Water is essential for cooking, bathing, and cleaning. However, water can also be a destructive force inside the home due to faulty pipes, flooding, or a leaking roof. When one of those events occurs and you have water in your living spaces, you should take action right away. These four steps will help you minimize residential water damage.
Stop the Advance of Residential Water Damage
The first thing you must do to limit water damage is to stop it from becoming worse. If the problem originated with a plumbing leak, turn off the water to the house.
You can reduce the amount of water that will escape via the leak by opening faucets in sinks and bathtubs to drain water from the system. If the leak involves hot water, turn off the water heater. If it runs dry, it could overheat as it attempts to warm an empty tank.
Water from outdoors is generally more problematic. If you have a leak in your roof, cover it with plastic or tarps right away. This can be difficult or dangerous depending on the weather and the type of roof, but the sooner this step is completed, the less residential water damage you’ll suffer.
If the water damage is caused by heavy rains or flooding, you’ll have to wait for the water to subside before taking steps toward remediation.
Check Electricity Before Dealing with Residential Water Damage
An electrical current turns a minor water situation into a potentially deadly scenario. Any water leak has the potential to come in contact with wiring, electrifying the water, and making it dangerous to mitigate the situation.
As soon as you notice any type of leak or flooding, disconnect the power. If the water makes it impossible to get to the breaker box, do not attempt this. Instead, call your electrical provider.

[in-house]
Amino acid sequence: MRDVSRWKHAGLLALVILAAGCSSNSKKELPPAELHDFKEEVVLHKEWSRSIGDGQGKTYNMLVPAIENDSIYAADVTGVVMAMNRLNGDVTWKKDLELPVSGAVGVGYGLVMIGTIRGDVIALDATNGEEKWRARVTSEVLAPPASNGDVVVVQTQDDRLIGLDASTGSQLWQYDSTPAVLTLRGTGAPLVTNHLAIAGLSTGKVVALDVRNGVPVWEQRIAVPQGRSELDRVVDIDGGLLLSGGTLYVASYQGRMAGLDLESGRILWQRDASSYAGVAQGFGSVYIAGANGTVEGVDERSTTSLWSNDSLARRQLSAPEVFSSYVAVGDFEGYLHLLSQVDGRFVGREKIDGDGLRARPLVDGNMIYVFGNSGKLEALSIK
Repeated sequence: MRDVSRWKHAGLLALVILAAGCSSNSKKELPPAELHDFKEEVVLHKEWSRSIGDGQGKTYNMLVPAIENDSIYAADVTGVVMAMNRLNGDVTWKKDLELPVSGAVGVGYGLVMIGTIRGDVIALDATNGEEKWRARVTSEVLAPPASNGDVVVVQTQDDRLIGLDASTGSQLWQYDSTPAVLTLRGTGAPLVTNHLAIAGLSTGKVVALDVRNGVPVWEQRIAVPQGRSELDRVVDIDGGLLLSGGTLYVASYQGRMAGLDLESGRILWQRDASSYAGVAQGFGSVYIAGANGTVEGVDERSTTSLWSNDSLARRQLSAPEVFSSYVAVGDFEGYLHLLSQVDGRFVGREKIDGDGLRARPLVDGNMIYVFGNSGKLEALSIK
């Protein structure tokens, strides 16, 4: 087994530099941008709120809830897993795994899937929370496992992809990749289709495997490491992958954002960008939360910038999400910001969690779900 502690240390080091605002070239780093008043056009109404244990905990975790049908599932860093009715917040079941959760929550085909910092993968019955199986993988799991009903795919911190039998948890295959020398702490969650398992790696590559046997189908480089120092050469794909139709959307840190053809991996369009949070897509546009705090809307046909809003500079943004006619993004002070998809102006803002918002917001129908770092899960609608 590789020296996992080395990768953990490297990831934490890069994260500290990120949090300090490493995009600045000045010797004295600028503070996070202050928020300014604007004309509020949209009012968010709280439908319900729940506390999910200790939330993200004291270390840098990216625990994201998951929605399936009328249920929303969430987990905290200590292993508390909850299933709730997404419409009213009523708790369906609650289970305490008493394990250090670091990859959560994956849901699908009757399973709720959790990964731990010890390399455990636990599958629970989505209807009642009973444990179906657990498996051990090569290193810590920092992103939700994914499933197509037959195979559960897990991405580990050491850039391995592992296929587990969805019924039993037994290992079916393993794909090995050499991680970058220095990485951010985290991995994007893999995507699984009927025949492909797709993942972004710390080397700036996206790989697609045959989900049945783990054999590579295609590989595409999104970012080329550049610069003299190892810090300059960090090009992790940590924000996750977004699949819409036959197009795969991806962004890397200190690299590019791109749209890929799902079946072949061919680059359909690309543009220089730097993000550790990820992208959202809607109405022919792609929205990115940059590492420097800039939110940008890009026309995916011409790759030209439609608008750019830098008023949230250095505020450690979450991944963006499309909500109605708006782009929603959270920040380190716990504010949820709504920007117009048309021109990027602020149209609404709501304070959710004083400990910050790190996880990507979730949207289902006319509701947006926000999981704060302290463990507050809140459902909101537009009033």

Once you start checking for areas of water damage, pay particular attention to electrical components in the area. Leaks that spray or drip could saturate things like outlets, appliances, and your breaker box.
Salvage Valuable Items
The structure of the home is just one concern after residential water damage. The contents of the house are also affected, which is sometimes more costly than structural damage.
Start moving fragile and expensive items out of the area as soon as it’s safe to do so. Electronics, furniture, and heirlooms like photos and books should be taken to a dry location.
A situation like this is a good reason to compile an inventory of your home. If a serious leak or flood occurs, you’ll have a record of your belongings, and for those items that cannot be salvaged, you’ll have a list to present to your homeowners insurance company.
Deal with Moisture Immediately
The immediate impact of water is noticeable. The saturated carpets, collapsing sheetrock, and ruined electronics are the first things we see. These items are typically disposed of on the first day or so after water damage occurs.
The long-term damage is less obvious. After the puddles are gone and the debris is removed, the home still has to be dried out. The high humidity in the house will foster the rapid growth of mold, which can damage materials in the home untouched by the initial water event.
Begin operating fans and dehumidifiers around the clock as soon as you can turn the electricity back on. This will help eliminate moisture in the air and limit the spread of mold and mildew.
When water intrudes from outdoors or because of a plumbing leak, take these steps right away to minimize residential water damage.